Recently this dry summer, I had reason to venture upon the wild hills above the family vineyard in Alexander Valley. Walking the hills half a century later, I pondered redeveloping these natural water sources as a backup to our amazing modern well which requires electricity to function. Going back to the time before electricity was available, all you needed to supply the house with water was a source at higher elevation, gravity, hand digging tools, some mortar, rocks, pipe and some planning ahead. These springs have seeped their life-giving water in a modest but stalwart fashion during wet and dry years including the 1976/1977 drought which I witnessed first-hand. This is a very hopeful reminder during challenging times.
As with any significant change, there are upsides and downsides. For us, as with you all, this past year of pandemic has caused us pain and uncertainty. The upside to that is we are healthy and have been able to weather that storm with the tremendous support we received from you, our direct customers.
Ever since last fall when the fire burned right up to the barns at my parents’ place, we have been on alert, adapting to new situations. COVID-19, business shutdowns and the resulting market shifts for wine made us find new ways to cope.
We are all currently in a situation where we must adapt to rapidly changing conditions. While this was initiated by a biological threat, the human reaction to it has caused changes that cascade through every corner of society. And like most human reactions and responses, not all of it is logical or fact-based. However, that does not change the fact that we must adapt and move forward as best we are able.
Since the fires of 2019 there has been a lot of activity in the hills above Alexander Valley. Chainsaws and chippers have droned on endlessly through the winter. Recently, excavators and large trucks have been scooping away the rubble from the neighbor’s destroyed home in preparation to eventually rebuild what the fire had destroyed. In the vineyards, this time is devoted to pruning the ‘dormant’ vines.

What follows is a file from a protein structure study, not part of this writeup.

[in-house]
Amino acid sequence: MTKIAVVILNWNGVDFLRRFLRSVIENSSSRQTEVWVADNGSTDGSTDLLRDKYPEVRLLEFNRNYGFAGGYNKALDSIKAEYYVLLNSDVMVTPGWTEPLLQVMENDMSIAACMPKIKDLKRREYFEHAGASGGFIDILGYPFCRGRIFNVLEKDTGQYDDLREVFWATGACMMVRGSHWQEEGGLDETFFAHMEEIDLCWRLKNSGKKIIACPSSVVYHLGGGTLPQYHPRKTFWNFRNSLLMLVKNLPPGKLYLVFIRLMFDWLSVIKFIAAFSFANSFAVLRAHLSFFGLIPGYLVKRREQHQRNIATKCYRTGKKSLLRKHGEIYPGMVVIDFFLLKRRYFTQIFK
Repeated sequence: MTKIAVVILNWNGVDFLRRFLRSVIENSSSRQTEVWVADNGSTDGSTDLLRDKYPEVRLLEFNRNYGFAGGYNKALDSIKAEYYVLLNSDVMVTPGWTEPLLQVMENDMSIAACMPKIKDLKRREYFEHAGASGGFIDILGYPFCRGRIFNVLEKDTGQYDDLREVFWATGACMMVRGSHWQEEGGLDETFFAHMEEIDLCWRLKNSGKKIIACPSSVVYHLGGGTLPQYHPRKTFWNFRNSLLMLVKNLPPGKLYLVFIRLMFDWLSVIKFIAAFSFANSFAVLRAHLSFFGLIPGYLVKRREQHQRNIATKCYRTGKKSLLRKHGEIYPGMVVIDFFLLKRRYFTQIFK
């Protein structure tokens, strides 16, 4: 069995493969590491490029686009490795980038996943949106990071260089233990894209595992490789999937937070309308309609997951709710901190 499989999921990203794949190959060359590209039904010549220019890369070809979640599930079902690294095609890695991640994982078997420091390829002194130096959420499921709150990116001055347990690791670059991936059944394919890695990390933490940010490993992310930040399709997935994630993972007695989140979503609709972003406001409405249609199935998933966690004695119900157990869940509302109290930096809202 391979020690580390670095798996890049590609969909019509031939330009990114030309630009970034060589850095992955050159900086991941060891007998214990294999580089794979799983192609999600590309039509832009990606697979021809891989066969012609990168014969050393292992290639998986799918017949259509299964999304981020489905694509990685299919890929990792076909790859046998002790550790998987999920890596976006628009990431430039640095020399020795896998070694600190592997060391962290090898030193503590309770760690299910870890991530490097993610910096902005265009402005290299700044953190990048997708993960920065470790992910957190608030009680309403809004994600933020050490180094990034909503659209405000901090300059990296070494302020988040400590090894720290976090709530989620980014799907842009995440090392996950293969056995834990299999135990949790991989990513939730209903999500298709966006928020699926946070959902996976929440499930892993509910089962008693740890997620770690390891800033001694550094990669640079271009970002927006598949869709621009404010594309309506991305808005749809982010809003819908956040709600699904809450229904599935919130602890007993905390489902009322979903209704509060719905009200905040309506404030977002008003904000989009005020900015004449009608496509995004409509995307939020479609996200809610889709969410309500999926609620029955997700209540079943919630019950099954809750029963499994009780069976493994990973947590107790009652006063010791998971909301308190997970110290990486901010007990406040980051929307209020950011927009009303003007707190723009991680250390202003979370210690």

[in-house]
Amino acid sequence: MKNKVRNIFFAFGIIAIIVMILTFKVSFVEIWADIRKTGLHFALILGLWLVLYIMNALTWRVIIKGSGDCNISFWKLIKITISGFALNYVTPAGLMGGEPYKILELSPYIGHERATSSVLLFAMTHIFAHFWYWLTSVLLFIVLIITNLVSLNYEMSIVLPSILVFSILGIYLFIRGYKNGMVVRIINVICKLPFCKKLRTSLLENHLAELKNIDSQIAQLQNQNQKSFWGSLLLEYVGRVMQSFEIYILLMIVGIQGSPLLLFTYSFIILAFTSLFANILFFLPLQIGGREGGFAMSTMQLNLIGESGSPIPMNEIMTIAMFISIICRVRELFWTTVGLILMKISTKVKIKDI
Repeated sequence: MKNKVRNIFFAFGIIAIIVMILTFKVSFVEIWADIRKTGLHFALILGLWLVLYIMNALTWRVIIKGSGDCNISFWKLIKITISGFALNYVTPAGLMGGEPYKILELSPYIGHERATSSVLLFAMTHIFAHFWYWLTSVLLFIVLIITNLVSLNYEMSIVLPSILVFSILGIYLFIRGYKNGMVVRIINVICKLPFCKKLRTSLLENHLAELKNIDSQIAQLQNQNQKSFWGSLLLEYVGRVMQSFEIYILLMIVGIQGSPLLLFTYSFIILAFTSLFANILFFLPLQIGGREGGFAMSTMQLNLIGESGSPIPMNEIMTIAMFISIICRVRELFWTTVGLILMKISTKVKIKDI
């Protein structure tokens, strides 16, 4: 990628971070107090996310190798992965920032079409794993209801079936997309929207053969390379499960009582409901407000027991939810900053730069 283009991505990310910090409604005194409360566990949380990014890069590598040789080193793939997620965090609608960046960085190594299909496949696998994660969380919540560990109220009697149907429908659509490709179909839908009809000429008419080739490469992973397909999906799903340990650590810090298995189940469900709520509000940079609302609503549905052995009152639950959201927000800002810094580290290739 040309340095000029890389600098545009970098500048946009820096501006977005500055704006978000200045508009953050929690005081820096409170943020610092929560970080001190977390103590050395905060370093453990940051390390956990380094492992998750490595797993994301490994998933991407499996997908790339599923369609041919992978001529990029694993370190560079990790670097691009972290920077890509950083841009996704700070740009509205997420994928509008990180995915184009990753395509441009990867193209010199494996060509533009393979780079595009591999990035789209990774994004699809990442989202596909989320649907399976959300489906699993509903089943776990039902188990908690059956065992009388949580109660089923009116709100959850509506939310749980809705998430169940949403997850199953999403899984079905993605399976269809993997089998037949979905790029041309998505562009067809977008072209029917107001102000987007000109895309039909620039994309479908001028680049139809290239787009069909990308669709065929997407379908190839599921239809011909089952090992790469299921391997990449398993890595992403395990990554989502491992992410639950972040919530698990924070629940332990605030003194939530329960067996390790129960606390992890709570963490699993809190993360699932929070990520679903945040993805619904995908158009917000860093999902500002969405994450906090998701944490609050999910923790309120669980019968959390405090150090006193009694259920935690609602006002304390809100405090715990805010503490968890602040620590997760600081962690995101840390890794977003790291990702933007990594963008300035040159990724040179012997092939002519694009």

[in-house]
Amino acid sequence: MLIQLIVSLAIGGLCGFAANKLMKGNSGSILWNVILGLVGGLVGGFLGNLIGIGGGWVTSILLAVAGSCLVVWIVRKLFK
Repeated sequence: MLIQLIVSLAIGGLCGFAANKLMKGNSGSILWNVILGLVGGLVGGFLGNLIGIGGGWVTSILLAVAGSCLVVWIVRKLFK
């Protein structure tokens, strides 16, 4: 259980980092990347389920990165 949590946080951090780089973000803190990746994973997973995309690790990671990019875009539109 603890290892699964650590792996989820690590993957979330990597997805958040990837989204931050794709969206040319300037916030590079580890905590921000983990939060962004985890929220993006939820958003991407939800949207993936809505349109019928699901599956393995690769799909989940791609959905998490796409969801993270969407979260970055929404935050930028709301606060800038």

Where to start? This has been a challenging year, even before the double whammy of extensive power outages and the Kincade fire (just fully contained as this is being written). With the wholesale wine market jammed with new labels and minions of salespeople all clamoring for attention, I find I am unable to keep our wines focused on in most of these markets. Yet what has always been solid for our winery over these many years is the support we have received from those of you on our mailing list. We thank you for never giving up on us. It is why we were able to start this winery in the first place and why we are still here.
In our Spring 2019 newsletter, I pretty much dared Nature to ‘bring it on’ regarding rainfall in our area. Well, this spring appeared to be the winter-that-didn’t-want-to-let-go. We had rainy conditions including a winter-style system come through in mid-later May just as some vineyards in Sonoma County began flowering. Fortunately, that was pretty much the end of those weather systems and temperatures warmed just enough to allow successful flowering in the majority of the sites I work with. There are still portions of vineyards that have very little crop. But from the way it looks at this point, we are generally looking at moderate crop levels with clusters that are like Goldilocks’ preference: Not too big, not too small…just about right.
Why so happy about rain? I remember the extremely dry start to the 2013-2014 rainy season and by early February of 2014 where I promised myself that I would not ever complain about too much rain, regardless of how inconvenient it may be at the time. It is far better to have more than enough rainfall than not enough.
Instead of following these new and shiny things, over the years I have tried to streamline our winemaking process. Rather than simply introducing more steps, additives, manipulations, etc. to ‘improve’ only one aspect at a time, I have tried to stand back and focus on as much of the whole picture as I am capable of to refine the process.
I talk about balance [in wine] a lot. My favorite definition is that opposing forces are present in equivalent prominence. I consider the fundamental axis of balance in wine as ‘angles and rounds.’ ‘Angles’ are the harsh, pointy things like acidity and tannins. ‘Rounds’ are the softer, plush, sweet and/or textural parts such as Glycerol (a polyol formed in proportion to alcohol) and sugar if present in the wine style [not mine]